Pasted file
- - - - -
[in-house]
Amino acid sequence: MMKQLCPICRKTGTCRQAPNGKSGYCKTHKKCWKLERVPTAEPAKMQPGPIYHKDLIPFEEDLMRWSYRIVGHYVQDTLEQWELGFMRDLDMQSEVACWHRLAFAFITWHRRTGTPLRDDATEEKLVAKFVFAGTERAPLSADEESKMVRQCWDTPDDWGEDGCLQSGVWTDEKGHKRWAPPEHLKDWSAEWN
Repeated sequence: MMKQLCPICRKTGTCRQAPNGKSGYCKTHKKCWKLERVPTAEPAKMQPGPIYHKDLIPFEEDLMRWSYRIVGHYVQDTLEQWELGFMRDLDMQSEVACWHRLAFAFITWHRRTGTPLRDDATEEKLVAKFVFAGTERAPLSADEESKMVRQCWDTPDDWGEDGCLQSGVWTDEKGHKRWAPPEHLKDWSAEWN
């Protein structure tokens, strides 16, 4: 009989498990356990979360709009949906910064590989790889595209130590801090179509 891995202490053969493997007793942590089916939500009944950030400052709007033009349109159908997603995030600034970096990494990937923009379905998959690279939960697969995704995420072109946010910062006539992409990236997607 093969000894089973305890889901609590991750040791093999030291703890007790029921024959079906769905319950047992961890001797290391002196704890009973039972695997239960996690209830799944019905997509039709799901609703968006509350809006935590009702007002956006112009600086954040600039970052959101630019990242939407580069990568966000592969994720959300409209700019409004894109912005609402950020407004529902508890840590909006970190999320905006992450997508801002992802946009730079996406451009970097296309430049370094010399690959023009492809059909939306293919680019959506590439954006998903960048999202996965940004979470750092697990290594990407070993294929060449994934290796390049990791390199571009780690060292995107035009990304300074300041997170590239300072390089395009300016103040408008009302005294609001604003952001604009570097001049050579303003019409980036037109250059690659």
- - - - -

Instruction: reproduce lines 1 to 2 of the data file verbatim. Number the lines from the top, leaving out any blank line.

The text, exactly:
[in-house]
Amino acid sequence: MMKQLCPICRKTGTCRQAPNGKSGYCKTHKKCWKLERVPTAEPAKMQPGPIYHKDLIPFEEDLMRWSYRIVGHYVQDTLEQWELGFMRDLDMQSEVACWHRLAFAFITWHRRTGTPLRDDATEEKLVAKFVFAGTERAPLSADEESKMVRQCWDTPDDWGEDGCLQSGVWTDEKGHKRWAPPEHLKDWSAEWN